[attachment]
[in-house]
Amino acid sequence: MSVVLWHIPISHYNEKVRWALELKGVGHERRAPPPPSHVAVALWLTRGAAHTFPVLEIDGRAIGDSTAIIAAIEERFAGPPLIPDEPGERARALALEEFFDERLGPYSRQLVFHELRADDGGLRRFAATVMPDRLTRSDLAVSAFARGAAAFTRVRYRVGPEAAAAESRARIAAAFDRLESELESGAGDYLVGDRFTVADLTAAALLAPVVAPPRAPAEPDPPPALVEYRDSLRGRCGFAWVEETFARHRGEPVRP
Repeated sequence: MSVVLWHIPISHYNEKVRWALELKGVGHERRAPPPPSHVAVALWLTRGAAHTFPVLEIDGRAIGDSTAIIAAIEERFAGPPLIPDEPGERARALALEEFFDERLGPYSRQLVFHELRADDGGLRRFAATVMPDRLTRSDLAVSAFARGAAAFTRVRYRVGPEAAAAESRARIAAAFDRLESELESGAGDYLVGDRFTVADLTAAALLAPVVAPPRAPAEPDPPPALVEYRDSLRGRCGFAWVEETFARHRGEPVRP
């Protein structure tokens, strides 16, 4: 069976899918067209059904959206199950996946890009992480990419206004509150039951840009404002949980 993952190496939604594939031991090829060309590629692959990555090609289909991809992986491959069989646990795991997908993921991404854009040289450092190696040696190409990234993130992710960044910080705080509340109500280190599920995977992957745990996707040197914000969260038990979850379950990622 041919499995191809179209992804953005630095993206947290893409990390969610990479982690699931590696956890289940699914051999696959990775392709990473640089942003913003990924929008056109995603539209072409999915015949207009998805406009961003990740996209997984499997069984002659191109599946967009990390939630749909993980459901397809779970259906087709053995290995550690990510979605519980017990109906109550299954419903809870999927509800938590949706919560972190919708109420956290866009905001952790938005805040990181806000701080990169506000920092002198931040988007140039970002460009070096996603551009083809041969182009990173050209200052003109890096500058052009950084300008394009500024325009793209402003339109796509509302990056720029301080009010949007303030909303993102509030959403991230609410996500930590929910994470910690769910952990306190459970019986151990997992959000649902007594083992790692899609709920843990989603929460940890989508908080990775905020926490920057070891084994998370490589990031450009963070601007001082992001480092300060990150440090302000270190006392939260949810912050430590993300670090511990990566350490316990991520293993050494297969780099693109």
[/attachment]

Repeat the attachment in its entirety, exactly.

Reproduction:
[in-house]
Amino acid sequence: MSVVLWHIPISHYNEKVRWALELKGVGHERRAPPPPSHVAVALWLTRGAAHTFPVLEIDGRAIGDSTAIIAAIEERFAGPPLIPDEPGERARALALEEFFDERLGPYSRQLVFHELRADDGGLRRFAATVMPDRLTRSDLAVSAFARGAAAFTRVRYRVGPEAAAAESRARIAAAFDRLESELESGAGDYLVGDRFTVADLTAAALLAPVVAPPRAPAEPDPPPALVEYRDSLRGRCGFAWVEETFARHRGEPVRP
Repeated sequence: MSVVLWHIPISHYNEKVRWALELKGVGHERRAPPPPSHVAVALWLTRGAAHTFPVLEIDGRAIGDSTAIIAAIEERFAGPPLIPDEPGERARALALEEFFDERLGPYSRQLVFHELRADDGGLRRFAATVMPDRLTRSDLAVSAFARGAAAFTRVRYRVGPEAAAAESRARIAAAFDRLESELESGAGDYLVGDRFTVADLTAAALLAPVVAPPRAPAEPDPPPALVEYRDSLRGRCGFAWVEETFARHRGEPVRP
């Protein structure tokens, strides 16, 4: 069976899918067209059904959206199950996946890009992480990419206004509150039951840009404002949980 993952190496939604594939031991090829060309590629692959990555090609289909991809992986491959069989646990795991997908993921991404854009040289450092190696040696190409990234993130992710960044910080705080509340109500280190599920995977992957745990996707040197914000969260038990979850379950990622 041919499995191809179209992804953005630095993206947290893409990390969610990479982690699931590696956890289940699914051999696959990775392709990473640089942003913003990924929008056109995603539209072409999915015949207009998805406009961003990740996209997984499997069984002659191109599946967009990390939630749909993980459901397809779970259906087709053995290995550690990510979605519980017990109906109550299954419903809870999927509800938590949706919560972190919708109420956290866009905001952790938005805040990181806000701080990169506000920092002198931040988007140039970002460009070096996603551009083809041969182009990173050209200052003109890096500058052009950084300008394009500024325009793209402003339109796509509302990056720029301080009010949007303030909303993102509030959403991230609410996500930590929910994470910690769910952990306190459970019986151990997992959000649902007594083992790692899609709920843990989603929460940890989508908080990775905020926490920057070891084994998370490589990031450009963070601007001082992001480092300060990150440090302000270190006392939260949810912050430590993300670090511990990566350490316990991520293993050494297969780099693109």